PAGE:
Example 2

Line of coverage involved:  Surplus Line

Position of person in the agency involved:  Junior and Senior Agent

Personal or Commercial Lines:  Personal

Type of coverage involved:  Property damage

Procedural or knowledge-based error:  Procedural

Claimant Allegation:  Failure to advise of coverage exclusion

Settlement or Trial:  Neither – claim dismissed by court

Description of alleged error:  Failure to advise of coverage exclusion

Tip to avoid claim:   Document communication regarding notification of and potential import of coverage exclusions

Summary of the case: Agent procured property coverage for client’s vacation rental house. The initial policy incorporated an exclusion of water damage coverage unless the client maintained heat in the residence or turned off the water supply. The third annual renewal of the policy modified the exclusion such that the water supply had to be turned off whenever the residence was unoccupied for more than 72 hours. The policy was renewed with the modified exclusion over a period of almost 10 years.

The agent forwarded the initial policy and water damage exclusion to the client, and thereafter had no further contact with the client. The insurance company sent annual renewal documents and premium bills directly to the client. The agent was copied with a summary version of policy documents. The agent was paid a commission by the insurance company. When the water damage exclusion was modified, the insurance company sent a notification to the client, and simultaneously suggested that the agent send its own notification to the client. The agent decided not to send its own notification to the client, relying instead on the notification provided by the insurance company.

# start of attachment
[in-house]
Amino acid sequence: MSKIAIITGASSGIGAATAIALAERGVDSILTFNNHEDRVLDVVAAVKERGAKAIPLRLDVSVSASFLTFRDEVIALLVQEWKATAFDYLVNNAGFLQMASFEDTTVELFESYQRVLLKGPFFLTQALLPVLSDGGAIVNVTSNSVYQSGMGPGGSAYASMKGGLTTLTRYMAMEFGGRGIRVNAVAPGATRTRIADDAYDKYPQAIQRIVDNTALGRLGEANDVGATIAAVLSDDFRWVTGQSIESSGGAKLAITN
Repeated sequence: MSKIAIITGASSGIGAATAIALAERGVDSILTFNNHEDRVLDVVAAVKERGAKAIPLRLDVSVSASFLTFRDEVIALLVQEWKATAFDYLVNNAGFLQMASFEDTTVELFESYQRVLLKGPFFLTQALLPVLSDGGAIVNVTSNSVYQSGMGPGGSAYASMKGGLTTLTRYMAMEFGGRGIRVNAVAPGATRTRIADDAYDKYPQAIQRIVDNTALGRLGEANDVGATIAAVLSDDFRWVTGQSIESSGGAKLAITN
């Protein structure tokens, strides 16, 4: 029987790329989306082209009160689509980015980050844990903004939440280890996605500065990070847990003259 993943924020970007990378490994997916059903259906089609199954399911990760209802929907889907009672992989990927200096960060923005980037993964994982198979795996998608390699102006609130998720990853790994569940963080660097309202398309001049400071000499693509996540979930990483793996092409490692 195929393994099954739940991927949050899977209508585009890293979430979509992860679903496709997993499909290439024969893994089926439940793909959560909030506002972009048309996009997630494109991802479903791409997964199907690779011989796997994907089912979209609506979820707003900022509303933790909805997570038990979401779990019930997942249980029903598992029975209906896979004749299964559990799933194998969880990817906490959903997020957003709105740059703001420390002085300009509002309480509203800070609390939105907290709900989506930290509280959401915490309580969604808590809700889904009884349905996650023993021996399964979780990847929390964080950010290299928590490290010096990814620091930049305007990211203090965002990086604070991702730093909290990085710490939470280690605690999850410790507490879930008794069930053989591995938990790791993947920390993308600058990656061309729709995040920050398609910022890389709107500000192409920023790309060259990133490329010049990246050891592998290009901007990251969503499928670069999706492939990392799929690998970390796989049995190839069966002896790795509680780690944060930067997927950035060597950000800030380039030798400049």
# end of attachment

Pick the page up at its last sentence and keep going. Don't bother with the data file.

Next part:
The client did not turn off the water supply while the house sat vacant during the winter, and a frozen pipe burst causing extensive damage. The insurance company denied the claim based on the modified exclusion. The client sued the agent under a negligence and contract theory. The client argued that the agent’s receipt of commissions based on the premiums paid by the client constituted compensation for the agent’s advice thereby creating a contractual relationship. The client also argued that the agent breached the applicable standard of care by not itself advising the client of the exclusion when it was modified. In this regard, the client raised that the agent knew the residence was a seasonal rental that would be vacant for extended periods, which heightened the agent’s obligation to counsel the client about the significance of an exclusion concerning absence from the property.